The GKG parser extracts the entity names and themes (via keyword-matching) that appear in each document. It then groups them by namesets -- unique combinations of entities and themes. For example, all the documents mentioning Barack Obama, John Kerry and Hassan Rouhani (and matching themes and entities) will be grouped together, and separately from articles mentioning Obama, Kerry, Rouhani AND Benjamin Netanyahu. Each daily nameset is one row in GKG.

The GKG parser isn't perfect yet -- for example, it at least occasionally identifies a person named Al Qaeda. Some of these issues will be ironed out in time (remember, alpha release), but any dataset this large is all but guarenteed to have noise.

The Data Format

GKG is stored in uniquely-formatted tab-delimited files, where some columns are small sub-tables. Let's open one up and take a look:

In [4]:
f = open(PATH + "20131001.gkg.csv")

Conventiently, each GKG file has headers included (at least for now) as the first row:

In [5]:
headers = f.readline()
print headers.split("\t")

Now let's see the actual data. I'm going to cheat a bit here and go to an entry I know is interseting.

In [6]:
f.readline() # Skip a row
row = f.readline()
row = row.split("\t")
for entry in row:
    print entry
1#Egypt#EG#EG#27#30#EG;1#Syria#SY#SY#35#38#SY;4#Awaran, Balochistan, Pakistan#PK#PK02#26.4555#65.2312#-2755131;1#Pakistan#PK#PK#30#70#PK;1#China#CH#CH#35#105#CH;1#Ethiopia#ET#ET#8#38#ET;1#Iran#IR#IR#32#53#IR;1#Sudan#SU#SU#15#30#SU;1#Oman#MU#MU#21#57#MU;1#Afghanistan#AF#AF#33#65#AF
joel osteen;mohammed al balushi
united nations

Whoa, what's going on here? Each entry isn't just a straightforward data column -- some are lists of items, separated by different characters.

The first two entries are straightforward -- the date the row is coming from, and the number of articles included in this particular nameset.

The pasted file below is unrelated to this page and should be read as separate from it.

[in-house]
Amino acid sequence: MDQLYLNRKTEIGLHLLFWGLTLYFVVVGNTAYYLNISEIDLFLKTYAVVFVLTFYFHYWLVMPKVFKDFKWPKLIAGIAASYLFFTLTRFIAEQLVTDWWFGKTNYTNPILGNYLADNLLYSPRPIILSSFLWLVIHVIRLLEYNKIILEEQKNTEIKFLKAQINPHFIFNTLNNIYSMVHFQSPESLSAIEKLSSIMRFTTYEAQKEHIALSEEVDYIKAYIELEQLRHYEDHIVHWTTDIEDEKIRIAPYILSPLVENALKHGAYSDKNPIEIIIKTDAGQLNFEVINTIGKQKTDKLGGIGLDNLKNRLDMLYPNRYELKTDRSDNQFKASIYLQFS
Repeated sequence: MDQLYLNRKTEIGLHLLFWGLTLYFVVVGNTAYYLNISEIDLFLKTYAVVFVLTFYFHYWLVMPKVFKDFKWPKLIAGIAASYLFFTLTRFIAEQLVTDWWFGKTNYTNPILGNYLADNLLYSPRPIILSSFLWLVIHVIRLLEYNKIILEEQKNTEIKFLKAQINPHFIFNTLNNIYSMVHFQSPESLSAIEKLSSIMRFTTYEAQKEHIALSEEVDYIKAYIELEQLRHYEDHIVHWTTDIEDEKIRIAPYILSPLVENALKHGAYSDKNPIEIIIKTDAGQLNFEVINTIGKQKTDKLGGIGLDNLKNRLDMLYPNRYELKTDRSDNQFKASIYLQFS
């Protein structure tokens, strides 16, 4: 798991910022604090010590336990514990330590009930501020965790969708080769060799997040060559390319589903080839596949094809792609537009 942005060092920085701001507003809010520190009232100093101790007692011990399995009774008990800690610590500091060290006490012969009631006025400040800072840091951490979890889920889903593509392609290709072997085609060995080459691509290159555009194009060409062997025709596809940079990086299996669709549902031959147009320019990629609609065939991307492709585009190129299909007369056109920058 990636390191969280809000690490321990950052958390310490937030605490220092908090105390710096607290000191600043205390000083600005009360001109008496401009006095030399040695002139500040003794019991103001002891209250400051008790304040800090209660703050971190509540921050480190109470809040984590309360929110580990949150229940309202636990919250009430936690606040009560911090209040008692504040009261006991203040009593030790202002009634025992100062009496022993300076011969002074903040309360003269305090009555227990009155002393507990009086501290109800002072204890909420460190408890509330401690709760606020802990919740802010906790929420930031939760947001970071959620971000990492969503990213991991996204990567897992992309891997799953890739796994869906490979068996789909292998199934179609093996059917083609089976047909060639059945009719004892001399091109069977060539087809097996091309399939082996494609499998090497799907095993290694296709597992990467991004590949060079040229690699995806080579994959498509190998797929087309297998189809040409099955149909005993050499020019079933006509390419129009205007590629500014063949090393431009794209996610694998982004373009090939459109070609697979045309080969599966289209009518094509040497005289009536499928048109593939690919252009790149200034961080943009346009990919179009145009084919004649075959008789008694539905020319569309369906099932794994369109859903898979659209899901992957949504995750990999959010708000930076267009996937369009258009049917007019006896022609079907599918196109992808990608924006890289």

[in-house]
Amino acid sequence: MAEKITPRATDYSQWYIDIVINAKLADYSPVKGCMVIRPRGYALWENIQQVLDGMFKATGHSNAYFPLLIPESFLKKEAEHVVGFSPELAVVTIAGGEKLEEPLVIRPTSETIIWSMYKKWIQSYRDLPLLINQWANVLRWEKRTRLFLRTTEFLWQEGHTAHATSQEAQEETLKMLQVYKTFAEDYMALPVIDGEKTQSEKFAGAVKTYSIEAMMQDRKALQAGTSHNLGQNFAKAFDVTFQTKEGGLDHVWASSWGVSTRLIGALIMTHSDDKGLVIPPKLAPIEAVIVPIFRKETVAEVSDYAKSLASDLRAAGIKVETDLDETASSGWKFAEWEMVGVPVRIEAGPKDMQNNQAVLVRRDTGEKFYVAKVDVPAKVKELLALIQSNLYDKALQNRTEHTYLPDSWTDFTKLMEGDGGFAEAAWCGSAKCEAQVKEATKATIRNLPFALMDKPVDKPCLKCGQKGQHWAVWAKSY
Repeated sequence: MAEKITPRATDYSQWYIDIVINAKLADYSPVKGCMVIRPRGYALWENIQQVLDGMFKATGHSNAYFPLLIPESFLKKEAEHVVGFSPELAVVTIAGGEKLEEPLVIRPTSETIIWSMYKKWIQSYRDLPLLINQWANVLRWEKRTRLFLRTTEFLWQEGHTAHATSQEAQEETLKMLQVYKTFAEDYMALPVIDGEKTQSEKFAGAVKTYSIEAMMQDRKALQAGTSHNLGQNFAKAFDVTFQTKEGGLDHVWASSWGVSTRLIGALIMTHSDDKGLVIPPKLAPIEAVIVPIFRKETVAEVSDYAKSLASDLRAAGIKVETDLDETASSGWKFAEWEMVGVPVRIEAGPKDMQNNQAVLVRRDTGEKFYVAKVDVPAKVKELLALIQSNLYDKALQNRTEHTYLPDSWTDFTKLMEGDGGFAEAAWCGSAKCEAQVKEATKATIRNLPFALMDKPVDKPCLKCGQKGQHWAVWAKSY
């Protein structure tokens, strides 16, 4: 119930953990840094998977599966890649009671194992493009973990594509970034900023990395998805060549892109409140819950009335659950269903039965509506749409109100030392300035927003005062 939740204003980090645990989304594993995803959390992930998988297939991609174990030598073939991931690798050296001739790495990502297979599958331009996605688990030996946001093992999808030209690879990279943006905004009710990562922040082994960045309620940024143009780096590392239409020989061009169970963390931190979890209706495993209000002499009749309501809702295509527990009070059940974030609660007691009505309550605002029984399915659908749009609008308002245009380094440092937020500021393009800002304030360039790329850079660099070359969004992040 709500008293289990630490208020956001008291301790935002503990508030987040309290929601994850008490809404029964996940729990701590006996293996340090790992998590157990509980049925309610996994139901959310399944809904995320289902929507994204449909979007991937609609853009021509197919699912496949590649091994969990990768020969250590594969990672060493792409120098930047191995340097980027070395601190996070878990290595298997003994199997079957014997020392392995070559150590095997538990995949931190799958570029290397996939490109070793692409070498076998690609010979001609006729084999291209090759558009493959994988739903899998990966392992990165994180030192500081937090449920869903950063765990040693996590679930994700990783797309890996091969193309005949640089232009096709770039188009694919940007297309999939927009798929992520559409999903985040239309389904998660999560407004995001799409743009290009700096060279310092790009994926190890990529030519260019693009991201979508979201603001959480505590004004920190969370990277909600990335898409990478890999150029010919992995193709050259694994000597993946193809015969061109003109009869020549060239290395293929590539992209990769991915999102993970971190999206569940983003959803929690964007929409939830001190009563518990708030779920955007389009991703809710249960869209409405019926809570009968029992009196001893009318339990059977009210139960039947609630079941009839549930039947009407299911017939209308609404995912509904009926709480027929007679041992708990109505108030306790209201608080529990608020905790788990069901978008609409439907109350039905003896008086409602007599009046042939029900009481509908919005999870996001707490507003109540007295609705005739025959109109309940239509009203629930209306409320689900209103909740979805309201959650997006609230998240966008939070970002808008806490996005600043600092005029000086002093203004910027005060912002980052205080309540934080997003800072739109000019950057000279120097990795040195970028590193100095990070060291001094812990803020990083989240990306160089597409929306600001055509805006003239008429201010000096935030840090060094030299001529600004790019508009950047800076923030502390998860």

The next row is the COUNTS data. Essentially, this is a small sub-table. Count entries are separated by semicolons, and 'columns' within those rows are separated by hashmarks. So:

In [7]:
for entry in row[2].split(";"):
    print entry.split("#")
['KILL', '309', '', '1', 'Pakistan', 'PK', 'PK', '30', '70', 'PK']
['WOUND', '500', '', '1', 'Pakistan', 'PK', 'PK', '30', '70', 'PK']

So this nameset is dealing with an event in Pakistan which is described as having 309 killed and 500 wounded. The first entry is the COUNTTYPE -- what's being counted; next is the NUMBER, the actual count; next (missing here) is the OBJECTTYPE, describing who was affected. The next records are geographic the GEO_TYPE (1 here indicates a country), followed by the GEO_FULLNAME, the GEO_COUNTRYCODE and GEO_ADM1CODE (the FIPS codes for the location), the latitude and longitude (just the centroid of Pakistan, here) and a FEATUREID.

The next entry is just a list of THEMES (see the full theme spreadsheet for their interpretation), separated by semicolons.

In [8]:
print row[3].split(";")

This suggests that the event in question is an earthquake, though the article also mentions Armed Conflict, and the functional actors (role designations, denoted with TAX_FNACT prefix) BABY, CHILD, and STUDENTS.

LOCATIONS are another sub-table, listing all the locations mentioned in the article. Like COUNTS, its 'rows' are split with a semicolon, and 'columns' with a hash-sign.